The spiritual, or spirituality, can be shaped by the remnants of religious identification. Religious communities, ethics, narratives and rituals are still an important source of spirituality and give meaning to important changes in life. However, these frameworks are losing their power. There is a need for new spirituality, cut loose from tradition, education and family. People have become pilgrims on their personal spiritual journey, where the quest and the search seem to be more important than finding answers about life, death and transcendence.
The sacred is, for many, not longer found in the holy books or the church. Some find it in nature, others ascribe sacredness to technology, and many see their own identity as sacred. The sacralization of the self is prevalent everywhere. Gnostic ideas about the soul being a divine spark play in the background when gurus or leaders speak about finding your destiny and listening to your inner self.
Narrative and Collage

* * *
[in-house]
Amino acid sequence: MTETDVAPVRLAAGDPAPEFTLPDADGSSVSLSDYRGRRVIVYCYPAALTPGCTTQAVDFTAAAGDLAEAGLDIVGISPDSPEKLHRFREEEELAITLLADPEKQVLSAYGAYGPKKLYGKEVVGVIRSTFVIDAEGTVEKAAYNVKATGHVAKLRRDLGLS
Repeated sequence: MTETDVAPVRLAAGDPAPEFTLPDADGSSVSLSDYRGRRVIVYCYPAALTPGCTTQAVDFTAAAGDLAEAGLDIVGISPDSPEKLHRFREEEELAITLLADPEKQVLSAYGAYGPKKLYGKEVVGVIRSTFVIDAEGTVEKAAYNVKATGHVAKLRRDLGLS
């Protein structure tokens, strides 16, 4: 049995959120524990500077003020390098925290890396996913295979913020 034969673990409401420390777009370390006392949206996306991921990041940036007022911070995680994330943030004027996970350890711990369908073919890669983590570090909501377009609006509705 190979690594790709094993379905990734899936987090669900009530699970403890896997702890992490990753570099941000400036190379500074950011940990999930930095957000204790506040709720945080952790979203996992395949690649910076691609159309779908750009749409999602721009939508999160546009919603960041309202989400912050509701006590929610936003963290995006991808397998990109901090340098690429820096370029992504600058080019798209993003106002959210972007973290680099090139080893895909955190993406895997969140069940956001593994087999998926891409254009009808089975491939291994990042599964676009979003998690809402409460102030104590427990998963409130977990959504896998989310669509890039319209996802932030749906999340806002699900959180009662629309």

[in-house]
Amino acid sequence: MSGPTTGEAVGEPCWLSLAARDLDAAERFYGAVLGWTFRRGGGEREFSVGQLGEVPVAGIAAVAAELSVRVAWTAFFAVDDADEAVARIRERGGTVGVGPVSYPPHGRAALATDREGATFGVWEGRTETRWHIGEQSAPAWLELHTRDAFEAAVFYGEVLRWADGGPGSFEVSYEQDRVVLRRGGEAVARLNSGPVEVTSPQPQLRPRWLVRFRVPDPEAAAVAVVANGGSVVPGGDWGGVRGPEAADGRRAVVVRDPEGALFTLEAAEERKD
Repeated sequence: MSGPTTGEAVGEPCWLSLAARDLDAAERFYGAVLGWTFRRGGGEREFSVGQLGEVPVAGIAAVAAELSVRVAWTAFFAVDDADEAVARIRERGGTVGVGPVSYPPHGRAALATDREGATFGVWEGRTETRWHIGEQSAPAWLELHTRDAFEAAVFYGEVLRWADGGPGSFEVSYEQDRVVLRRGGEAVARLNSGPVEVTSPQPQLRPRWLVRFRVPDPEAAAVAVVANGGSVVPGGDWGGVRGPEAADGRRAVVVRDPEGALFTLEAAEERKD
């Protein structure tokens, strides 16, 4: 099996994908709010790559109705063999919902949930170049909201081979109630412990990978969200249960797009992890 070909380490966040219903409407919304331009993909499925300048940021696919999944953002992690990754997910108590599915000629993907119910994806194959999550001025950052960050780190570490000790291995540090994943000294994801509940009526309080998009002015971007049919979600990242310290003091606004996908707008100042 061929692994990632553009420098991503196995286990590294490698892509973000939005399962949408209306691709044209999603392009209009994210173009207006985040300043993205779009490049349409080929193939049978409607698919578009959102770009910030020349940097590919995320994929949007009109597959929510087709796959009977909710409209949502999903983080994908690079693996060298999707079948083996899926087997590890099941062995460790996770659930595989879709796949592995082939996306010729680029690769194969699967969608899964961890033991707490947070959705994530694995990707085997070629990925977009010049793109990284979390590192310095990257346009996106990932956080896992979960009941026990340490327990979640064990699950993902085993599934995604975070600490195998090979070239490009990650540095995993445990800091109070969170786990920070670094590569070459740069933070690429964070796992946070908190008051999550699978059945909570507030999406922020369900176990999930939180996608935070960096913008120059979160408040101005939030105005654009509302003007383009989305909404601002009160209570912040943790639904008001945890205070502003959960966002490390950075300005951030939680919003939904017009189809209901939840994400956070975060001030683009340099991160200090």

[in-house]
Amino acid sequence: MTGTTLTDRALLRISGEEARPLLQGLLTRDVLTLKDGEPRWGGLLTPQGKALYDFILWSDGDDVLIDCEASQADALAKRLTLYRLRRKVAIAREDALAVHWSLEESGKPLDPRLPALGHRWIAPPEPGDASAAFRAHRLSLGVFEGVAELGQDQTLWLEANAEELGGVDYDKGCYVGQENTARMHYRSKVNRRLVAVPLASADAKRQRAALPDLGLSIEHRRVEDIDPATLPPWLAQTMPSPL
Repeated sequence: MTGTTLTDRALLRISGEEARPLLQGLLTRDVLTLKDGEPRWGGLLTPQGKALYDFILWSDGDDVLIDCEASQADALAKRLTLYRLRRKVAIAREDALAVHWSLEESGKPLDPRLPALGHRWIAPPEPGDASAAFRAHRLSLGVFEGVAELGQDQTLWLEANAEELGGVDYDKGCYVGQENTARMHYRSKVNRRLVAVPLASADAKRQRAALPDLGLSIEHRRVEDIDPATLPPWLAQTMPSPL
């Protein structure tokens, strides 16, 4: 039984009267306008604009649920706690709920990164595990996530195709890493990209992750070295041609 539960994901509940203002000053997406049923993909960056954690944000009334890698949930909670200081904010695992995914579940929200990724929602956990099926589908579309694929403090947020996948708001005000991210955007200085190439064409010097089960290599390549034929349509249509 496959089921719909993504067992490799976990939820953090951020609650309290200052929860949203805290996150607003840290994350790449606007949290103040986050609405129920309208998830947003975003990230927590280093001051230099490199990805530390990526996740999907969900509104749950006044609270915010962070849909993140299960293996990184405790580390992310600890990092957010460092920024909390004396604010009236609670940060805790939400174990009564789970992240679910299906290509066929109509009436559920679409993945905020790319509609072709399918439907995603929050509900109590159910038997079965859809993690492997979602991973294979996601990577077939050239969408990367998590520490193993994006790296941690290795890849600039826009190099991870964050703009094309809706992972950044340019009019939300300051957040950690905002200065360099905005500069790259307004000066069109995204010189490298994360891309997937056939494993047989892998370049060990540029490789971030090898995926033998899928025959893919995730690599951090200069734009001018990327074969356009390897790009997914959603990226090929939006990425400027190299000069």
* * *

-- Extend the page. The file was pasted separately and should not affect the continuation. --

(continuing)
The construction of identity can be described in many ways. As always with concepts, they overlap and do not exclude each other. In the previous chapters, I have mentioned a few of them. The narrative, in fiction as well as in biography, is a synthesis of concordant and discordant elements. They contain a level of coherence and structure. The discordant elements provoke disruption, instability and change. The construction of identity can be formed by stories and media, and can be articulated in a biography. When people describe their biography, they usually try to give a coherent account of events, placing them in a context and giving them meaning. A narrative contains discordant elements that challenge the status quo of a character and can lead to important changes.
Today's society is fragmented. People fulfill different roles as a student, teacher, mother, employee, mother, child, and so on. Moreover, they receive messages that are mediated by school, work, newspapers, magazines, television, movies and the Internet. As a result of this, one's identity can be seen as a collage of very different elements. The whole is not a coherent story, but may be compared to a photo collage containing elements of photos, paper fragments, and advertisements. The hypermedial self, described by de Mul, can be another visualization. We are easily able to switch between various windows. In one window, people read an online magazine, in another, they participate in a social network, and in a third they can view their favorite clips on Youtube.